Thanks for the links, I've been pouring over historical data from the Fisheries and Oceans sites and buoys for some time but I hadn't been to the shipwreck site. In all fairness, I managed to find a few sites focused on Shipwrecks of the Florida Keys that documented its fair share of wrecks itself. You obviously have a healthy respect for the sea and I respect that. I expect considerable skepticism over this event as being "over the top" and risky but I firmly believe that systems can be put into place that can minimize the risk to those involved. Make no mistake, there will be plenty of risk no mattter how well one plans.

Keeping the event small would allow a few suitable chase boats to keep close enough to each team to render effective assistance. Today's navigational and satellite aids can pinpoint waypoints as well as boats in distress within meters. Handheld VHF & GPS tracking, cell phones, drysuits, favourable prevailing winds and the proximity to land offer some security on this race as do the significant water traffic from tourism and fishing. And don't forget the powerful tool that we have with the internet allowing our community forums such as these as a venue to share their experience and insite thereby leaving no stone unturned in making this as safe as possible.

But yes, these positives also tempered by the inherent and significant risks such as 325 miles of open ocean to one side, and desolate, rocky shoreline on the other, 70 miles of shoreline that has no road access, significant currents, tides, deadheads, whales, uncharted rocks, no wind, too much wind,..the list is endless. How do we handle a serious breakdown that disables a boat 2 miles offshore but 40 miles from the nearest road? How do we effectively scout the bail-out sites if things go awry on the ride down the outside? Yep...there's a lot to consider. Again, these forums I'm certain will shake out many other risks but also, solutions.

In response to your question, "I am confused, tell me again what is so appealing about sailing around this island that outweighs the rocks, the current, the freezing your ass off water, and the typically crappy weather?", my answer would be the classic, "Cause it looks like it would make an incredible adventure those fortunate few that take part in this event."


Thanks again for your comments Mike. Keep em coming.

David

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PostPosted: Wed Jan 18, 2012 2:28 pm 
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Hi all,

Just an update on this crazy-assed idea of mine to organize a bunch of boats to sail around Vancouver Island. After speaking and emailing a bunch of very helpful people over the past few years, having generous offers of communications gear, chase boats and other safety requirements and studied wind and current histories, I've decided that I have too much on my plate to organize the event and limited time in which to do it all. My project for my sailing resort in Mahahual, Mexico will see both of my H21 SE's shipped down next year so its now or never as this will be the last summer these boats are in Canada.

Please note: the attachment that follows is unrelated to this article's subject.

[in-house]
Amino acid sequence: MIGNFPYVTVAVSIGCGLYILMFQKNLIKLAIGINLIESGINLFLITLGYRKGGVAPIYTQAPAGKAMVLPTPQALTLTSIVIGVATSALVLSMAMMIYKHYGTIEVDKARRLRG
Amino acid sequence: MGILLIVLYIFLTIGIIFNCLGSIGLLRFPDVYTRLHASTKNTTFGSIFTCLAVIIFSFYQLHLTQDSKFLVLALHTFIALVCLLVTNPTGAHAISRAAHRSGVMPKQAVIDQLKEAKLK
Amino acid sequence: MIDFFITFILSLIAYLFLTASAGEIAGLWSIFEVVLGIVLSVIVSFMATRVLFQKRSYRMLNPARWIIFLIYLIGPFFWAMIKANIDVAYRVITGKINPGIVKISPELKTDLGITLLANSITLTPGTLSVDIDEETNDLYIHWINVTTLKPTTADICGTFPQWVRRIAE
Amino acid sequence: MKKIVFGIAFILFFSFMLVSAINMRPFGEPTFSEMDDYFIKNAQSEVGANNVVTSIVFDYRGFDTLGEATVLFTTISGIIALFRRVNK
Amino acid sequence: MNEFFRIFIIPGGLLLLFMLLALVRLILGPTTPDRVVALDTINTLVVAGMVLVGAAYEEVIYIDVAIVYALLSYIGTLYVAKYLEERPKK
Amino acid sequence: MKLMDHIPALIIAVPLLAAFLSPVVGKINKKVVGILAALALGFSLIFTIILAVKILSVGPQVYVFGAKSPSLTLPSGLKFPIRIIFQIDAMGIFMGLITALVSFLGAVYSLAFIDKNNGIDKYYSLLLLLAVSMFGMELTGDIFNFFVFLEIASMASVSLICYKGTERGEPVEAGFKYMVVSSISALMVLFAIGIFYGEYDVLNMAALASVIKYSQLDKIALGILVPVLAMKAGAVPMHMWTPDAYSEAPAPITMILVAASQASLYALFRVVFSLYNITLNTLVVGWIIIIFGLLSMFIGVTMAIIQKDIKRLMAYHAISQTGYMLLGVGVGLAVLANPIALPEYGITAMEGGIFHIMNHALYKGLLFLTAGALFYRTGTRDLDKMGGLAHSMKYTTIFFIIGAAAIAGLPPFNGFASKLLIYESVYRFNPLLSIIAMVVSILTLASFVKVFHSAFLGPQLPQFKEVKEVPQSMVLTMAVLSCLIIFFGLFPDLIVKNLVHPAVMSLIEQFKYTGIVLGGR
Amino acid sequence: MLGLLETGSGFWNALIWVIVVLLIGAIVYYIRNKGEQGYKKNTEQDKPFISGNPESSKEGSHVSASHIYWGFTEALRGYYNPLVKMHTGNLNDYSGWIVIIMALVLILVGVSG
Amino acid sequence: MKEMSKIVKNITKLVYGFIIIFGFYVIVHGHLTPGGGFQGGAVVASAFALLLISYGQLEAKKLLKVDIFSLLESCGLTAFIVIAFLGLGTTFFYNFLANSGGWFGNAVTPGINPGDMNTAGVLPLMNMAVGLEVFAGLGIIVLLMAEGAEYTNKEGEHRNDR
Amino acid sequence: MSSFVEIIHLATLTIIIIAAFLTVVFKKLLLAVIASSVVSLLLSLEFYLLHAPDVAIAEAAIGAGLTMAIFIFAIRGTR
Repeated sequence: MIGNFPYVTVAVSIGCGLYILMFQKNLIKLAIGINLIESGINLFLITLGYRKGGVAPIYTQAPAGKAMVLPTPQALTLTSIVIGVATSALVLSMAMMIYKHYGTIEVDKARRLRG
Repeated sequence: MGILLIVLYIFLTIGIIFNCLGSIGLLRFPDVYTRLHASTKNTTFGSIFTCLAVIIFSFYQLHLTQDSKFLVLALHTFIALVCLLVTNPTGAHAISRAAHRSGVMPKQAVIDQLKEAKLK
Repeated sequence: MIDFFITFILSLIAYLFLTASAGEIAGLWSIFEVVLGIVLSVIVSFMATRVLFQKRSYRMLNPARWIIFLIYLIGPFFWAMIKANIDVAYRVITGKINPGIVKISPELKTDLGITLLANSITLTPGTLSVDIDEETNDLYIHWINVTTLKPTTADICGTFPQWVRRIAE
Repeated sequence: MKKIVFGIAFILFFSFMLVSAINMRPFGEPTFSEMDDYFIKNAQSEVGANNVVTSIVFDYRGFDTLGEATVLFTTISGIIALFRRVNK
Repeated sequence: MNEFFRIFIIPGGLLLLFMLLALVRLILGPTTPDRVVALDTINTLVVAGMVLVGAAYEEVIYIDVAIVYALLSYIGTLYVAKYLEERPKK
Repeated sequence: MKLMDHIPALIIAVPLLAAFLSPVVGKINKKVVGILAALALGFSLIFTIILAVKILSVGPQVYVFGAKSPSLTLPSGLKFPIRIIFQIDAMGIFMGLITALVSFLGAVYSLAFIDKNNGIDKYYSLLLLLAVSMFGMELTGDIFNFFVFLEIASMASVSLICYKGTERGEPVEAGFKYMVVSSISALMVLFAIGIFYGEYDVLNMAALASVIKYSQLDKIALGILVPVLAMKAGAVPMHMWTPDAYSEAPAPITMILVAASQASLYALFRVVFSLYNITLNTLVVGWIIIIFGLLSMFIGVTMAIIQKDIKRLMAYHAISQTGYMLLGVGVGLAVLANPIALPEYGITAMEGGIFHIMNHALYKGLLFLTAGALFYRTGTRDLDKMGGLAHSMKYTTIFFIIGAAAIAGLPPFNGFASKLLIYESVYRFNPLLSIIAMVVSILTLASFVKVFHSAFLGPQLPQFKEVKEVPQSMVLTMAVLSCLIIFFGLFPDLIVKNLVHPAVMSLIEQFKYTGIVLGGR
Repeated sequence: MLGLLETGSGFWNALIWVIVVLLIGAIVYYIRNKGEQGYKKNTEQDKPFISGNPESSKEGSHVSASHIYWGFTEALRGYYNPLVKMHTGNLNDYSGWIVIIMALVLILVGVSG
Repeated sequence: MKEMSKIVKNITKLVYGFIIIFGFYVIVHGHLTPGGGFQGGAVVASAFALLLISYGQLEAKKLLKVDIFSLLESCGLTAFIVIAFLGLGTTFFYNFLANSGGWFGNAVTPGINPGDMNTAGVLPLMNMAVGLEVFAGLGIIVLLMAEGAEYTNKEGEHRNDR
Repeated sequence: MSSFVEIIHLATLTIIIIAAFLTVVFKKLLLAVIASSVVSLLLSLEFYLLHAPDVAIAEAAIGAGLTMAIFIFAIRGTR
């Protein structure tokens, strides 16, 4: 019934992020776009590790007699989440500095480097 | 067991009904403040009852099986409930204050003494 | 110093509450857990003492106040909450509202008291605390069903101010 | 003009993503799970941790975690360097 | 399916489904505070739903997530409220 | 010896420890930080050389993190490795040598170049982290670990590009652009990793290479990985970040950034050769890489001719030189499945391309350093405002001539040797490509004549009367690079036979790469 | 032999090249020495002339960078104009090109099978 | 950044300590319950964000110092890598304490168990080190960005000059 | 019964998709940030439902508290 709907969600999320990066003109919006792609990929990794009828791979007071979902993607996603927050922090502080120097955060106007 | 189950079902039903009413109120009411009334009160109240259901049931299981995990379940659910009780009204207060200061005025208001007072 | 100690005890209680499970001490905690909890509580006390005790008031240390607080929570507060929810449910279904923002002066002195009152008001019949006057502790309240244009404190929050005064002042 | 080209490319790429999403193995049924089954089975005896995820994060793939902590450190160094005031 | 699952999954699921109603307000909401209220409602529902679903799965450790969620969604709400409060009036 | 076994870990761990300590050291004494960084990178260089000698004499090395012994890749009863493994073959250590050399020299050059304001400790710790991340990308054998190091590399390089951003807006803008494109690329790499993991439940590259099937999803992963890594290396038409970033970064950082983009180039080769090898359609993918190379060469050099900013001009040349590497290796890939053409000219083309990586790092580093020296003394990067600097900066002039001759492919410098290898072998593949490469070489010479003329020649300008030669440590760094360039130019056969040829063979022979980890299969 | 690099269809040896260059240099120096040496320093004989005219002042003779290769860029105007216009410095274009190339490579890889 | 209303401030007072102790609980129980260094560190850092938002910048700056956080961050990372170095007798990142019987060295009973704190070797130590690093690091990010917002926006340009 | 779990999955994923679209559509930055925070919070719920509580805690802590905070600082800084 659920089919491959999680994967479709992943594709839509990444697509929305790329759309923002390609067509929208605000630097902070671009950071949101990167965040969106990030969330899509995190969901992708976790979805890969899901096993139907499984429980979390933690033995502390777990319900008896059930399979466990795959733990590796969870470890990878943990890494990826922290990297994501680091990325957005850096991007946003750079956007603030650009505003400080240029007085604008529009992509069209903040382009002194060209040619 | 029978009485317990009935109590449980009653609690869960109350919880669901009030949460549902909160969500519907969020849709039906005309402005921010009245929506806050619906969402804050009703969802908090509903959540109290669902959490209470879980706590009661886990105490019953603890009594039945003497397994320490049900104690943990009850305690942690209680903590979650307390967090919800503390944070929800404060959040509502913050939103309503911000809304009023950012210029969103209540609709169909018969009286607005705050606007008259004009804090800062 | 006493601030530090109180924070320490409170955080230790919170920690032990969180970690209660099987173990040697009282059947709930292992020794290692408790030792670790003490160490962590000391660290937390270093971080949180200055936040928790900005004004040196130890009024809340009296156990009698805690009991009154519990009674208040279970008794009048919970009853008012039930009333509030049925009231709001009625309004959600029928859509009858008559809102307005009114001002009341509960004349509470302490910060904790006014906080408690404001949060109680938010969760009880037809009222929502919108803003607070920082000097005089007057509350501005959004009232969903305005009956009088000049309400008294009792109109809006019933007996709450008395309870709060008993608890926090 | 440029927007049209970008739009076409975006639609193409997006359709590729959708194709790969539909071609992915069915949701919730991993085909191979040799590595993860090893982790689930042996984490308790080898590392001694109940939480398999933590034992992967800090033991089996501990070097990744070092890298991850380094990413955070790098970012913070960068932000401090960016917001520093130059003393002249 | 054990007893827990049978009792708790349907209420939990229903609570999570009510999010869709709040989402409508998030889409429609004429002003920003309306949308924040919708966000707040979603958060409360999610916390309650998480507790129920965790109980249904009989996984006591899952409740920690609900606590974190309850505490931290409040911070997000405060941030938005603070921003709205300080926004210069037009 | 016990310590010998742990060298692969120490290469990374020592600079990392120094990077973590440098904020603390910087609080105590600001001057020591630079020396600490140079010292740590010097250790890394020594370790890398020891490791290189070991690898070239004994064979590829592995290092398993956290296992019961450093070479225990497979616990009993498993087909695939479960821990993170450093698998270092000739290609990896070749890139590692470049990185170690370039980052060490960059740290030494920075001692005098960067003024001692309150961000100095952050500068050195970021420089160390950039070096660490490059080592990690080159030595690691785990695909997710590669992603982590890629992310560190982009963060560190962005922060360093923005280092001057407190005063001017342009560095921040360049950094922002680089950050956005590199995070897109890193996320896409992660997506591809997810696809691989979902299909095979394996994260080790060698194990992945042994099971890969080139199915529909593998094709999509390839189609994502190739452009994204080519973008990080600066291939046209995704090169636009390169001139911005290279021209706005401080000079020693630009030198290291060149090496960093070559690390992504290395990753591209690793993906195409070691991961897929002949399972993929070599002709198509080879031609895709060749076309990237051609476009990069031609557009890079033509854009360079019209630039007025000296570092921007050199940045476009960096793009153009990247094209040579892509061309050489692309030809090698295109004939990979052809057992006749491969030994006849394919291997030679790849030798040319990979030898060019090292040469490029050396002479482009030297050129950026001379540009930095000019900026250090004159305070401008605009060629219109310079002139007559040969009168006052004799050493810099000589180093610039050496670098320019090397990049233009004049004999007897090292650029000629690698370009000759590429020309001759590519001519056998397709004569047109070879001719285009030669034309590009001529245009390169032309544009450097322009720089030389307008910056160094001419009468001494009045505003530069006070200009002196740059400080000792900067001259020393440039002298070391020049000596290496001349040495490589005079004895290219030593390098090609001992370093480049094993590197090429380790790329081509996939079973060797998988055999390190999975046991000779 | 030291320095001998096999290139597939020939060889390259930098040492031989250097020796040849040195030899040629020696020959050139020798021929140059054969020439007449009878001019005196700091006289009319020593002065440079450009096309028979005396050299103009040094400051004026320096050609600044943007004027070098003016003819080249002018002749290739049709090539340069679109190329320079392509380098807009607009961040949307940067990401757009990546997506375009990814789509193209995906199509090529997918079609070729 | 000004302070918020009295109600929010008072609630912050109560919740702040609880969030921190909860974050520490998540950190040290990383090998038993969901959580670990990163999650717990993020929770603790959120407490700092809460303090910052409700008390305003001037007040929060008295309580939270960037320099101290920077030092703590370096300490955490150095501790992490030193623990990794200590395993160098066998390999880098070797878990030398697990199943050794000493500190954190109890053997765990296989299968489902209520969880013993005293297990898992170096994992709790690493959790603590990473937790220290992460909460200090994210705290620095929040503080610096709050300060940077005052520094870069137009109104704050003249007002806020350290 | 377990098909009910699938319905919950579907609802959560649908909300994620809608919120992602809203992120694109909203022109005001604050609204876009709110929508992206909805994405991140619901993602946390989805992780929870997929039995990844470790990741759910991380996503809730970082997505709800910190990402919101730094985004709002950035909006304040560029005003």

I'm planning to sail the 1000 km's (650 mi) around Vancouver Island starting on Saturday, June 30th from Nanaimo with finish in Nanaimo from 4 to 9 days later depending on how I break up the trip. There is a near full moon for the entire 9 days and a very rare long and favourable slack tide on July 1st that will make it easier to get through Seymour Narrows. From there, its hit the gas and go. I'll go in the premise of sailing as long as I can each day depending on conditions. Given that we have over 16 hours of daylight at this time of year, we can stretch our legs and rip through the good days affording us the choice of staying ashore if the weather turns ugly. In the end, as remote as we'll get, worst case scenario, we bail onshore somewhere so its not like being 400 miles offshore.

The trip will definitely be a memorable one with tons of orcas, whales, dolphins and other marine life coupled with incredible scenery and challenging sailing. The rough plan is 8 - 12 hours of sailing each day with the last few hours spent finding and setting up camp for the night. We can cache food and supplies at a few of our stops and a number of them will be in developed areas so we can re-stock there. All in all, its a crazy plan but completely doable in a safe way with proper planning and equipping.

Who wants to join me?